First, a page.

This report rates states and territories based on their performance across a range of metrics. These include each state’s percentage of renewable electricity, the proportion of households with solar and policies that support renewable energy.
Tasmania, ACT and SA are equal winners of this year’s renewables race. WA and the NT are lagging at the back of the pack.
The Climate Council’s 2018 renewable energy scorecard finds Tasmania, the Australian Capital Territory (ACT) and South Australia are leading the other states and territories across a range of renewable energy measures – based on each state’s proportion of renewable energy, wind and solar capacity per capita, proportion of households with solar, and renewable energy targets and policies.
Western Australia, the Northern Territory and New South Wales are lagging behind the other states and territories. Western Australia’s share of renewable energy is low, however the state has the third highest proportion of households with rooftop solar. The Northern Territory has a low share of renewable electricity and solar households, but is set to implement its plan to reach 50% renewable energy by 2030. New South Wales does not have a renewable energy target and has no plan to replace its ageing and unreliable coal power stations.
States and territories continue to lead the way on renewable energy in the ongoing absence of credible national climate policy.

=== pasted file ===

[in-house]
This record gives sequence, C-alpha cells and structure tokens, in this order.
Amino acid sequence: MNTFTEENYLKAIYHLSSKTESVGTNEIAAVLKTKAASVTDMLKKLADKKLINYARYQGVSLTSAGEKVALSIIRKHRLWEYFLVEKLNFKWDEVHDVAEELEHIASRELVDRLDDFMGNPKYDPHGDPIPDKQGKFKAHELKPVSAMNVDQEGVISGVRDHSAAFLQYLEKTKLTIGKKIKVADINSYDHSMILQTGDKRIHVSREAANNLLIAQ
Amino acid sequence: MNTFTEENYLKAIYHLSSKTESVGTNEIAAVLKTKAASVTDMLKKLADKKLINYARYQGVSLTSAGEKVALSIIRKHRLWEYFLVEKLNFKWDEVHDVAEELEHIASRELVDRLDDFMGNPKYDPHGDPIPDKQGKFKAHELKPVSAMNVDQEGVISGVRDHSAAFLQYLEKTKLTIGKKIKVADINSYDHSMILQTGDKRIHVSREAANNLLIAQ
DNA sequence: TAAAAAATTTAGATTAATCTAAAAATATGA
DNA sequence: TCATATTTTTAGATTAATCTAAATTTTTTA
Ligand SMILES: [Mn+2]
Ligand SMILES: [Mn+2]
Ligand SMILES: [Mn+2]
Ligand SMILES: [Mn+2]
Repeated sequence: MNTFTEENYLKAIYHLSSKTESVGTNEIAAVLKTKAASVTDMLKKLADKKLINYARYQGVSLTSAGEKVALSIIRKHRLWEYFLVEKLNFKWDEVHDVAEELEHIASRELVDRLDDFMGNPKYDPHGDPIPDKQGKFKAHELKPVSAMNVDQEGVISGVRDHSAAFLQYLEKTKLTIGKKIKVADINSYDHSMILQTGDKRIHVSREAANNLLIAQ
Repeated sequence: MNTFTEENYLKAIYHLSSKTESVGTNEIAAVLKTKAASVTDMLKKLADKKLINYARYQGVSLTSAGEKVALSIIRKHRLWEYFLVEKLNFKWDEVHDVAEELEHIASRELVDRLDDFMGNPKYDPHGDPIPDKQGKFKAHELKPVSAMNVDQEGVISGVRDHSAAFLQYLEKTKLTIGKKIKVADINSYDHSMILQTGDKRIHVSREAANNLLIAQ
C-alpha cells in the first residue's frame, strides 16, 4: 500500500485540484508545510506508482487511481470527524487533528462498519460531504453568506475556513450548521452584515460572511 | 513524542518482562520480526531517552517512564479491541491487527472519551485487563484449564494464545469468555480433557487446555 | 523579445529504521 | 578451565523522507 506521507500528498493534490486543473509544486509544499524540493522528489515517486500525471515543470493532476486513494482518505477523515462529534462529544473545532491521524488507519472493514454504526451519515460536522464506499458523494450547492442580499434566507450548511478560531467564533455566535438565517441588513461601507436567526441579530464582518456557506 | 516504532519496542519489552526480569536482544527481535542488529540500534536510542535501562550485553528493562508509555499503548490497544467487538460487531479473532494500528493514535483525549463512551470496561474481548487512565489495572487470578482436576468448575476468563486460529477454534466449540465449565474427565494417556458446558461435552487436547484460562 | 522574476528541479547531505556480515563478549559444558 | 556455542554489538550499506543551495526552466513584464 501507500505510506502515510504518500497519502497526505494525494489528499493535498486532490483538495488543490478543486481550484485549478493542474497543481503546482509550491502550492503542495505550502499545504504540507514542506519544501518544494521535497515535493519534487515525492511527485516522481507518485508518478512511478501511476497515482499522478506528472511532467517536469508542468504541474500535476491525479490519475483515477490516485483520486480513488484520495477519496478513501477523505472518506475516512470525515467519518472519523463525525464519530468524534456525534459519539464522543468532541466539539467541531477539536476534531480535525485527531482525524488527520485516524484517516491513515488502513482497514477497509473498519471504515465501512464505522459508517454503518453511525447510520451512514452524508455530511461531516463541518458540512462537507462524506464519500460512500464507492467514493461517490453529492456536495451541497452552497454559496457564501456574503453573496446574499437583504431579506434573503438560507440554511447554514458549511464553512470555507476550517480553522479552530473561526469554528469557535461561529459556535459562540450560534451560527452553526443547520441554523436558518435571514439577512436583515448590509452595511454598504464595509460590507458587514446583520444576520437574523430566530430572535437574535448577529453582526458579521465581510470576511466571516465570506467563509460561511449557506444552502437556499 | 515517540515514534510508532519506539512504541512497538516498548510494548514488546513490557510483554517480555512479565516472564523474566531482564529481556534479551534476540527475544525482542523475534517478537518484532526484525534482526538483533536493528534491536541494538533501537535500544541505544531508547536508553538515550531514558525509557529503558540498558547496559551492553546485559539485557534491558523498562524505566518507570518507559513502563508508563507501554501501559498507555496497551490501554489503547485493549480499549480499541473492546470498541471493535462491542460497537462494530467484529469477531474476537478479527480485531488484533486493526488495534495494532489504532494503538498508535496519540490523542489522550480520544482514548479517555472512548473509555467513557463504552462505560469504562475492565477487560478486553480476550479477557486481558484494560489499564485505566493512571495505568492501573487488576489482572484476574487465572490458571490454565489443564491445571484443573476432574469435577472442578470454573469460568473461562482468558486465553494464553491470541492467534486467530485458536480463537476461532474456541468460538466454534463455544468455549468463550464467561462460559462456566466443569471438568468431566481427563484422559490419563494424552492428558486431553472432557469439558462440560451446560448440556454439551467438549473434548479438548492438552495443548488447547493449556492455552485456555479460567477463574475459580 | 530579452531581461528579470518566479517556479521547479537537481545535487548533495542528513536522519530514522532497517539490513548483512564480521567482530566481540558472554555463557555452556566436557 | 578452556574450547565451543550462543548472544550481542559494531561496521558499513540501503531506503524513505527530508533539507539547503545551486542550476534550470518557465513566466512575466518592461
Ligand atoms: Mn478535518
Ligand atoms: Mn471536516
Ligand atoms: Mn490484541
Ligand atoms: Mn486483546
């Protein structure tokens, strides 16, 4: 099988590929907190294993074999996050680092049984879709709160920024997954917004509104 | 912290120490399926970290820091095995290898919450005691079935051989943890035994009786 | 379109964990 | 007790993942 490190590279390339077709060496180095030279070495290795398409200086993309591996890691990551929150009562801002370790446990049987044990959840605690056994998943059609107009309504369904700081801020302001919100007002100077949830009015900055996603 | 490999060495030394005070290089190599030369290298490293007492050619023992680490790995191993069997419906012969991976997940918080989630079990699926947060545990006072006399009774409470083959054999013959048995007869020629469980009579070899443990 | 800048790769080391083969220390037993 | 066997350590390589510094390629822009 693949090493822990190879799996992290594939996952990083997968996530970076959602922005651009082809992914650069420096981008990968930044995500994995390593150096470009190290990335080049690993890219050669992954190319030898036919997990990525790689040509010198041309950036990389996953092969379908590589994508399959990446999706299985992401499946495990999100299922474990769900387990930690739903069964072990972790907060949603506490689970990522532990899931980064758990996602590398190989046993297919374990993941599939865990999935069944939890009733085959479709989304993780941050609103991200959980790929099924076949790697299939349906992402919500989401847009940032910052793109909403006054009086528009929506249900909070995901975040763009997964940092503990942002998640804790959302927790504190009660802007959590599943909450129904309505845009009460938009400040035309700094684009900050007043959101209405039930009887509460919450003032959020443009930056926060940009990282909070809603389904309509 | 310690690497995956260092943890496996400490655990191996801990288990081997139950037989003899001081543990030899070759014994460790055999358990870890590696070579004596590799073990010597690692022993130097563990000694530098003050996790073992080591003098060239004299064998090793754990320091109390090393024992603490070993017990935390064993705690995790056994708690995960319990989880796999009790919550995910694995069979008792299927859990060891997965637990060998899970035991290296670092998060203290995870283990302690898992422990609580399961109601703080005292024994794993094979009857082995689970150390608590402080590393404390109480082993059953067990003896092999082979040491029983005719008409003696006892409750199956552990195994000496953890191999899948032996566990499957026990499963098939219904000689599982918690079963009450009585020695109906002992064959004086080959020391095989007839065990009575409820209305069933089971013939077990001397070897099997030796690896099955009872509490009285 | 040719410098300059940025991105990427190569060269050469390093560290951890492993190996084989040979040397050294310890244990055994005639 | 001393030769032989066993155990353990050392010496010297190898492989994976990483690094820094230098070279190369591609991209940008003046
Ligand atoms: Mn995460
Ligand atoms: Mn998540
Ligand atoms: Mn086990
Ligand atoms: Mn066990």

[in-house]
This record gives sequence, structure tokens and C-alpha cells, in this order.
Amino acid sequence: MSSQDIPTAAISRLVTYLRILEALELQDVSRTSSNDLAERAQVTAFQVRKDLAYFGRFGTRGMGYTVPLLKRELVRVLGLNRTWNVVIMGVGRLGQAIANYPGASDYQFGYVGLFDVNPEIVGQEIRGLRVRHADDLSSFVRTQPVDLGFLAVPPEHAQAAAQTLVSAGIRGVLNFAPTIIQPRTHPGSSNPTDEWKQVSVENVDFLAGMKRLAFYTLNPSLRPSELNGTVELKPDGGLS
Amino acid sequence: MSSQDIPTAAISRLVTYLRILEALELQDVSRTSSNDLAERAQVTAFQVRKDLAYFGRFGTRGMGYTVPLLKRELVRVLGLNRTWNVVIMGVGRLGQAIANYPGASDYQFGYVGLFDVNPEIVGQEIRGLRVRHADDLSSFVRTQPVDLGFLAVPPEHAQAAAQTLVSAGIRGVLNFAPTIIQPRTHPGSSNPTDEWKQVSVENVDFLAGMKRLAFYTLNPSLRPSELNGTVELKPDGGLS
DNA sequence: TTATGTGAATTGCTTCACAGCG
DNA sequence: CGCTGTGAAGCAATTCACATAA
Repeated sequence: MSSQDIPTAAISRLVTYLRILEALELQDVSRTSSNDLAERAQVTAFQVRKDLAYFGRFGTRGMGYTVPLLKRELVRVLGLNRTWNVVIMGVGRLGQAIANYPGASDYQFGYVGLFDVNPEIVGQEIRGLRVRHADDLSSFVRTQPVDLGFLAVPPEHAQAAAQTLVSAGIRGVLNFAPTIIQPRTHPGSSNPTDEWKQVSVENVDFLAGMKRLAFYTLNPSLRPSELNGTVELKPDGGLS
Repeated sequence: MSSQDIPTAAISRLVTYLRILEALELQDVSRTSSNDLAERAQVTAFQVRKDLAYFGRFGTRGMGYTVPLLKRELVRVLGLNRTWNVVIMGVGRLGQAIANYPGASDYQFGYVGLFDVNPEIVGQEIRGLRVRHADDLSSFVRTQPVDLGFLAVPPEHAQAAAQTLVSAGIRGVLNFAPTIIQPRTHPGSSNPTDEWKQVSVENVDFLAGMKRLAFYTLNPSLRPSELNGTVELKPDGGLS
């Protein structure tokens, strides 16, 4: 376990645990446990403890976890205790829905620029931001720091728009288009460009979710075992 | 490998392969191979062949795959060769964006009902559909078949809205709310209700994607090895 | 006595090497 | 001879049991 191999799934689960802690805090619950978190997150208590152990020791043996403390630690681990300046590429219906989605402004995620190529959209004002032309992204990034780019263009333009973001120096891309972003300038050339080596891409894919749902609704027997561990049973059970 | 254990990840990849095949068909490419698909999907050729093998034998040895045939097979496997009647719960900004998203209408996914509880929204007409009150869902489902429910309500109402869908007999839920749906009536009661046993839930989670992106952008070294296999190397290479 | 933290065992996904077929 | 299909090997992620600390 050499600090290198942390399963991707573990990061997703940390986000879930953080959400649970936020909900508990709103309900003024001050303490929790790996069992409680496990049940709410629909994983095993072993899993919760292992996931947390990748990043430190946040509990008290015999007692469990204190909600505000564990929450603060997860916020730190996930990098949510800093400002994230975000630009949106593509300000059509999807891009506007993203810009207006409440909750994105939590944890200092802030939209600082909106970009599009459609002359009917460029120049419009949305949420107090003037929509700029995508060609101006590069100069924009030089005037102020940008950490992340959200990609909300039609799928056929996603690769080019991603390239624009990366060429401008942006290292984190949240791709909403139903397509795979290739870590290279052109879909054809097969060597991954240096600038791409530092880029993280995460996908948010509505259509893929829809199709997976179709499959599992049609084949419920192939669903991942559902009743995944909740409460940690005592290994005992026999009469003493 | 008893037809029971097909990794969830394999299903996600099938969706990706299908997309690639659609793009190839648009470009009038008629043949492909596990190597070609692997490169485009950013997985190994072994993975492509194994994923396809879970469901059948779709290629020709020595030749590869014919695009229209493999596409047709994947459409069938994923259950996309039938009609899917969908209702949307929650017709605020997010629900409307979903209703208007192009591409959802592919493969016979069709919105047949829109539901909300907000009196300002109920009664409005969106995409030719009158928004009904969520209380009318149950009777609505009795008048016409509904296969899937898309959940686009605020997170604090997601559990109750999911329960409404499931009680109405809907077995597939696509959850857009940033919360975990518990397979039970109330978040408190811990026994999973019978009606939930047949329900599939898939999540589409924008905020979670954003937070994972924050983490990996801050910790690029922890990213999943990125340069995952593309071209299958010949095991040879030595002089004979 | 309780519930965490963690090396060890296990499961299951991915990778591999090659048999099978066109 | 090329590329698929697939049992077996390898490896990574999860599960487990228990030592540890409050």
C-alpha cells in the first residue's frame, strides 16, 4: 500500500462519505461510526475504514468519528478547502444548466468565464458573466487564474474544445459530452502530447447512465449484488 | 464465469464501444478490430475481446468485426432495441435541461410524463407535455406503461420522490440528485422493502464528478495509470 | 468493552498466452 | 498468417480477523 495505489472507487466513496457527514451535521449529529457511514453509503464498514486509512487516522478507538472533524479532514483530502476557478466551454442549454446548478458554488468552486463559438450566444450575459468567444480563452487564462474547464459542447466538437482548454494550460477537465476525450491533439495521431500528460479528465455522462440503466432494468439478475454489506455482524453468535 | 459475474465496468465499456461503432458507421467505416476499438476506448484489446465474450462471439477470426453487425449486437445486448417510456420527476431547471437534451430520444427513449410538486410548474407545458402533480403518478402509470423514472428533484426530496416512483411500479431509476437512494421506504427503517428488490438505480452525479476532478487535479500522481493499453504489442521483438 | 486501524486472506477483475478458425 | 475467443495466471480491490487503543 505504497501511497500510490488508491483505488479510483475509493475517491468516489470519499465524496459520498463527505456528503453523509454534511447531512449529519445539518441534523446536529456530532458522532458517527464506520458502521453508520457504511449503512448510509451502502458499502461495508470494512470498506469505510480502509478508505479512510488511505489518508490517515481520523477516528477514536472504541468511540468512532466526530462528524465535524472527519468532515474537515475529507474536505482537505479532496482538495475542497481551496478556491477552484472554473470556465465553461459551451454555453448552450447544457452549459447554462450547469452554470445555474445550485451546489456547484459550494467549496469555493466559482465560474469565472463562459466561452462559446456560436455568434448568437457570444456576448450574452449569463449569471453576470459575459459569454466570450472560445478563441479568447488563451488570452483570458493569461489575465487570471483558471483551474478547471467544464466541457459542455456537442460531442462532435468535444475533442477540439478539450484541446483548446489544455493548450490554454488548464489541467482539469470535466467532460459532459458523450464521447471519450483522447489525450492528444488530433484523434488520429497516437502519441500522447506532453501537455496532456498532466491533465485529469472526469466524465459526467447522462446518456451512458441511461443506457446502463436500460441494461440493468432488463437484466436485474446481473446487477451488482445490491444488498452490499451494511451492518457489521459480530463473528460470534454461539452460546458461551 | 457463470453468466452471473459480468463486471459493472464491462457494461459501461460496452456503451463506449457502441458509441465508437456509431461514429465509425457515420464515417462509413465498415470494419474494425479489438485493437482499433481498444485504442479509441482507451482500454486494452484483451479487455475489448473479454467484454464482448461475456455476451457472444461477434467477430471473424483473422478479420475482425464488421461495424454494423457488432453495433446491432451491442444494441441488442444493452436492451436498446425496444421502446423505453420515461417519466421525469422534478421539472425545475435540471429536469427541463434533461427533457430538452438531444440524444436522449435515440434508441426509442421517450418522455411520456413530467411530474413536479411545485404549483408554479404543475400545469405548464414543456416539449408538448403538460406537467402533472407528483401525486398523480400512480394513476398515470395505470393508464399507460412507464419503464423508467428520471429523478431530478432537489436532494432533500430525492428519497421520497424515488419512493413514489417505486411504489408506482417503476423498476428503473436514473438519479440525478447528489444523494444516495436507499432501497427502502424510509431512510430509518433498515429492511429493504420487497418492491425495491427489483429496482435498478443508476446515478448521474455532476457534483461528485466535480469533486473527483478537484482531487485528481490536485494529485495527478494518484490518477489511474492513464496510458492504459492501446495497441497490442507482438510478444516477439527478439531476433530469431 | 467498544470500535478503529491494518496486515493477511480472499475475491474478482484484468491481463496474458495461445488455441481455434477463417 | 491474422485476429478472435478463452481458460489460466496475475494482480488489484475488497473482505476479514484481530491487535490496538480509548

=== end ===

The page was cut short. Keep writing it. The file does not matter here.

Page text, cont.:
Australia is already experiencing the devastating impacts of climate change, such as worsening extreme weather events. To effectively tackle climate change we must accelerate the transition to renewables and storage technologies.
With the exception of Western Australia, all states and territories have committed to renewable energy targets and/or net zero emissions targets.
Tasmania, the ACT and South Australia have the highest proportion of renewable electricity.
South Australia continues to have the largest amount of installed wind and solar capacity (1,831MW), closely followed by New South Wales (1,759MW) and Victoria (1,634MW). On a per capita basis, South Australia, the ACT and Tasmania are the leaders.
Queensland and South Australia have the highest proportion of households with rooftop solar, at 32.9% and 32.3% respectively. Western Australia is in third place with 26.7% of households with rooftop solar.
Queensland has more renewable energy projects under construction than any other state.
Almost 10,000 jobs are being created in the renewable energy industry across Australia with 69 wind and solar plants under construction.
Queensland, Victoria and New South Wales are home to the vast majority of these projects.
Queensland and Victoria have ambitious renewable energy targets and policies to increase the amount of renewable energy.
South Australia has at least eight new projects under construction and is on track for 73% renewable electricity in just two years.
More solar PV capacity was added around the world than coal, gas and nuclear combined.
Almost three-quarters of new energy generation capacity added globally was renewable in 2017.
Electricity generation from coal and gas fell for the fifth consecutive year.
Approximately 17 countries generated more than 90% of their electricity with renewable energy in 2017. Australia was not one of them.